Slippery words

You might like my latest post at Good Letters. An excerpt: “We are used to words not meaning anything, you see, and so who cares if foot-long is not supposed to mean eleven inches, that cheese is not supposed to be a vegetable oil and whey composite, that deli meat is not supposed to be shaved from …

Literally small-minded

Granted, playwright turned conservative-screed artist David Mamet lately comes across like that kid in philosophy class who just got hold of Atlas Shrugged and believes everyone should read it immediately. Still, he’s not an idiot. Which is what makes Ta-Nehisi Coates’s critique of Mamet’s recent gun rights essay so, well, idiotic. Consider the paragraph that particularly …

Elect art

My latest short story is in the current edition of Image, for those of you with a literary bent. And for those of you bent theologically, in this case, because in my story John Calvin attends a writing workshop so he can learn to craft Christian romance novels. That’s not what the story is about, …

Problem-rushers

We’re trying to find an office manager, and so I’ve had to articulate what makes for a good employee. This is a treacherous and particularized endeavor, because the people who appear to be good employees for other bosses would likely drive me crazy to the point of pushing them from a window, and this is …

Childlike

Back when I thought I knew something about God, I sought arguments. God is this, and God is not that, and those scriptures you think say one thing actually mean something else, don’t you know. I thought her simple and silly, though good-hearted. Hers was the Sunday School God, the “Jesus Loves Me” God, a …

Abandoning children

The intellectual consensus seems to be that having children is miserable business. This consensus is built on shoddy thinking and shoddier statistics. The latest example is brought to us by Why Have Kids? author Jessica Valenti, who notes that in the wake of Nebraska’s “safe haven” law allowing parents and caregivers to abandon children without prosecution, …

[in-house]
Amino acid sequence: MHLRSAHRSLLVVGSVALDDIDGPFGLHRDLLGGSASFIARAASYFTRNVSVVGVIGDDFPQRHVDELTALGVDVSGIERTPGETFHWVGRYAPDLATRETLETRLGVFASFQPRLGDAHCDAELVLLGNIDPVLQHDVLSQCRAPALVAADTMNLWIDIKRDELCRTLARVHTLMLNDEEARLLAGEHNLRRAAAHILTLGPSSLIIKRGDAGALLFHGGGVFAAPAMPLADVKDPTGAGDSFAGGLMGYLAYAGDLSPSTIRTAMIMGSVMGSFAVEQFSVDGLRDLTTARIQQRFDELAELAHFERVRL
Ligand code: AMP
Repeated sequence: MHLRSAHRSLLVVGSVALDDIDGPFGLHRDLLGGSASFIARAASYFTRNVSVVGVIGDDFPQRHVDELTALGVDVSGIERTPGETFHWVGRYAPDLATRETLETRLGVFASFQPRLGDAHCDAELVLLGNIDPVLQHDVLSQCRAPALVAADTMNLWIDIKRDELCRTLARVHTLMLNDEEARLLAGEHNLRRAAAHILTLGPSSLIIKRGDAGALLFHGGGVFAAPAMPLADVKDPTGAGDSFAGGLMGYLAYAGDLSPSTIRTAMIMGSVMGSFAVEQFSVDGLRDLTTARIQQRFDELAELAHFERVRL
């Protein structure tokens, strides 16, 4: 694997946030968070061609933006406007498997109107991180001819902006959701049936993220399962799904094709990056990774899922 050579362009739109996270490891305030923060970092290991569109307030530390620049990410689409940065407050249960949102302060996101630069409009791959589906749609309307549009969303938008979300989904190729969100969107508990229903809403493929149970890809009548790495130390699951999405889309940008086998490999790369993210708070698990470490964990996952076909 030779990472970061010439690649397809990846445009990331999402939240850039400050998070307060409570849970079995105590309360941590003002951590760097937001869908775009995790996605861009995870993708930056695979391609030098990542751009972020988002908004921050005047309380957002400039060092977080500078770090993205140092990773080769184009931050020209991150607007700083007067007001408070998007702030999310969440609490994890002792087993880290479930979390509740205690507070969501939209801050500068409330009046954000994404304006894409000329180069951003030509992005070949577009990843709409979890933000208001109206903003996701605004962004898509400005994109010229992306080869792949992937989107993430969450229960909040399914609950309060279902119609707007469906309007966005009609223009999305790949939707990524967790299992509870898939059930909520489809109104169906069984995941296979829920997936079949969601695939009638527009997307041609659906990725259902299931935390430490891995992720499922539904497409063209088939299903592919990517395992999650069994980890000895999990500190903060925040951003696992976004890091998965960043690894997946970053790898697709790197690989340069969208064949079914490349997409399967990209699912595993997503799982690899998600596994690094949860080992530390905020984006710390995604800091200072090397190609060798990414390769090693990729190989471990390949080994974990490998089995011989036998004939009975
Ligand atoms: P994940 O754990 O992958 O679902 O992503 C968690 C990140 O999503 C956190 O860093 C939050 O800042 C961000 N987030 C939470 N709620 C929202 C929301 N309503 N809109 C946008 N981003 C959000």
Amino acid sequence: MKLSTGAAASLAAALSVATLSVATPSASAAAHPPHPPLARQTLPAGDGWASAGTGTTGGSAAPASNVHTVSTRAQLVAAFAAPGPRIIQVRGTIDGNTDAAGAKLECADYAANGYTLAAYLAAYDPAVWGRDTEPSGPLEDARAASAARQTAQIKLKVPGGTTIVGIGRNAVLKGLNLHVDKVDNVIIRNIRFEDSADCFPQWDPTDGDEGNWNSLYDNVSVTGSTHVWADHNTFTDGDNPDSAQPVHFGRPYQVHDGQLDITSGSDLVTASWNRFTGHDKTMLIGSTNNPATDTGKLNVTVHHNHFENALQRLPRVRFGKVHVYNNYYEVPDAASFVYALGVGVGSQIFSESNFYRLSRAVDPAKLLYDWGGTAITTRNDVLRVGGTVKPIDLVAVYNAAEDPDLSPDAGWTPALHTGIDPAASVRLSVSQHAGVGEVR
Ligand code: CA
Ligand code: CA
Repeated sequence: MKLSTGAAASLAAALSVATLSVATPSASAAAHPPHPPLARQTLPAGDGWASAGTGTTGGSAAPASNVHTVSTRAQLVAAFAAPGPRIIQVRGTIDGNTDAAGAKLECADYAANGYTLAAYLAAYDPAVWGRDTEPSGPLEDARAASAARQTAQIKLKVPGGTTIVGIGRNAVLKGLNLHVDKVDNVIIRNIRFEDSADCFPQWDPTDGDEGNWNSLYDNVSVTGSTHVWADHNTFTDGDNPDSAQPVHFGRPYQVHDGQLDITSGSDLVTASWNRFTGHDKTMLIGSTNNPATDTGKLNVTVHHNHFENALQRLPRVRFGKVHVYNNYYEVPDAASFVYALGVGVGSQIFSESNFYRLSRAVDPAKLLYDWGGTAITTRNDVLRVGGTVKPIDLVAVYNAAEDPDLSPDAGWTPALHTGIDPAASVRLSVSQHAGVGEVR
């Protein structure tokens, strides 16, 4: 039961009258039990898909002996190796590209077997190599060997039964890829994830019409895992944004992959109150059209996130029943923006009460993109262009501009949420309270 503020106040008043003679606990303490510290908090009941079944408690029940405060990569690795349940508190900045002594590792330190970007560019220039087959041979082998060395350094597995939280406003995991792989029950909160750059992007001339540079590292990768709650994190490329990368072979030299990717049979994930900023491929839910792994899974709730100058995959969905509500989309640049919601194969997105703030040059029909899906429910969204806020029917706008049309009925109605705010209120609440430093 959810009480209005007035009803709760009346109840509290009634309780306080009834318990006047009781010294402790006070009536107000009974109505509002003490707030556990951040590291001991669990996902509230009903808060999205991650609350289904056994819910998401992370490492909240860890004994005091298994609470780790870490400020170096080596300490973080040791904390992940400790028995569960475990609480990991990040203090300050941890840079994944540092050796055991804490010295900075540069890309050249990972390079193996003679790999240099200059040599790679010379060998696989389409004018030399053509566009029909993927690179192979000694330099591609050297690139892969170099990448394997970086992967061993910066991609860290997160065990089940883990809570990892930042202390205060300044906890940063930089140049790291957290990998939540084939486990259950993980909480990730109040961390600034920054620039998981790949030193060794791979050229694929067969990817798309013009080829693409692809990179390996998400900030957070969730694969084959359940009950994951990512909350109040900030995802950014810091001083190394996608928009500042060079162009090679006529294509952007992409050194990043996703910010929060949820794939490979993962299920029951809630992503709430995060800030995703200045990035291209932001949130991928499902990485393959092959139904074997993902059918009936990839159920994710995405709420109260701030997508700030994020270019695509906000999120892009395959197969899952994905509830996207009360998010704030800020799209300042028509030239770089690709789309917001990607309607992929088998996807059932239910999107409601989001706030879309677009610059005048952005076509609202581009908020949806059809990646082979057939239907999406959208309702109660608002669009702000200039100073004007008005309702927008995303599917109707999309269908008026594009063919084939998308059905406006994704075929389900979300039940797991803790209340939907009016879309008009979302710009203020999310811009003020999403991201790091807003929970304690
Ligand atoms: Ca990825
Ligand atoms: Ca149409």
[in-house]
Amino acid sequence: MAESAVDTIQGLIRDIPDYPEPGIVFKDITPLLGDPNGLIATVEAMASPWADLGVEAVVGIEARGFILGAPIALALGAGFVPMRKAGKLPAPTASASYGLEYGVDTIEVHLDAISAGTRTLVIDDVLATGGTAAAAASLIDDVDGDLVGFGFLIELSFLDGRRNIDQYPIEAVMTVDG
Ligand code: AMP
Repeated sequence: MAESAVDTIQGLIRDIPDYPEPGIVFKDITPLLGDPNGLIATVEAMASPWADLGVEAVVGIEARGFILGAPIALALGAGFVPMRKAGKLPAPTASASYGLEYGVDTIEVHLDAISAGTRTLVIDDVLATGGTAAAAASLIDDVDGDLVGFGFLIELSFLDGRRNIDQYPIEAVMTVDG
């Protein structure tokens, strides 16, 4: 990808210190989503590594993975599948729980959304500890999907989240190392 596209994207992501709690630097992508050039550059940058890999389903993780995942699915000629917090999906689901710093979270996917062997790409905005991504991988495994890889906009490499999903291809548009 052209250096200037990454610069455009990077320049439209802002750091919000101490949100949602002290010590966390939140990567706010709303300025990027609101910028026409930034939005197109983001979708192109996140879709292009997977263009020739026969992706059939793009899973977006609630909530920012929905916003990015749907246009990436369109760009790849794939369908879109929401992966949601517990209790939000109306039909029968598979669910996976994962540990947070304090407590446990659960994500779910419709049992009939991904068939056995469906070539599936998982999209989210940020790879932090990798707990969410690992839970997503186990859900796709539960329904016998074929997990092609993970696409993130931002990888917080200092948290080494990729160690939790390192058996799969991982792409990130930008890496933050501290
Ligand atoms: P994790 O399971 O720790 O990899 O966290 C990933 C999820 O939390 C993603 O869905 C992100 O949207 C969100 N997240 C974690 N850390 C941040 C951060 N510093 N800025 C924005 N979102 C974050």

Words

Some of you might like my recent essay at Image’s Good Letters channel. Here’s an excerpt: “The vicissitudes of life may chink or scorch or even crack that die, but if your child doesn’t come with the self-restraint app, for example, the twin-studies data suggest you’re not going to build it into him. So don’t …

Silence

Some of you may appreciate my essay at Patheos about the long silent witnesses to Jerry Sandusky’s crimes against children, and the propensity for most of us to avoid the courageous and costly choice. Here’s an excerpt: “We all imagine we’d choose bravely: We’d lead a revolt against the slaver. We’d turn our backs on …

Homecoming

Some of you may like my latest essay at Image Journal’s section of Patheos, “Coming Home to Fatherhood.” Here’s an excerpt: “Or perhaps it’s closer to truth to say that nearly everything we do, so long as we love our children, keeps us moving closer to the full heart-knittedness that we yearn for with anyone …

Thin thread

Some of you may like my latest essay at the Image Good Letters blog. Here’s an excerpt: “Telling a story along that thin thread, however, means abandoning the notion that the world pierces us more deeply, that our hearts sing more loudly. What if the opposite were true? What if the reason there are television …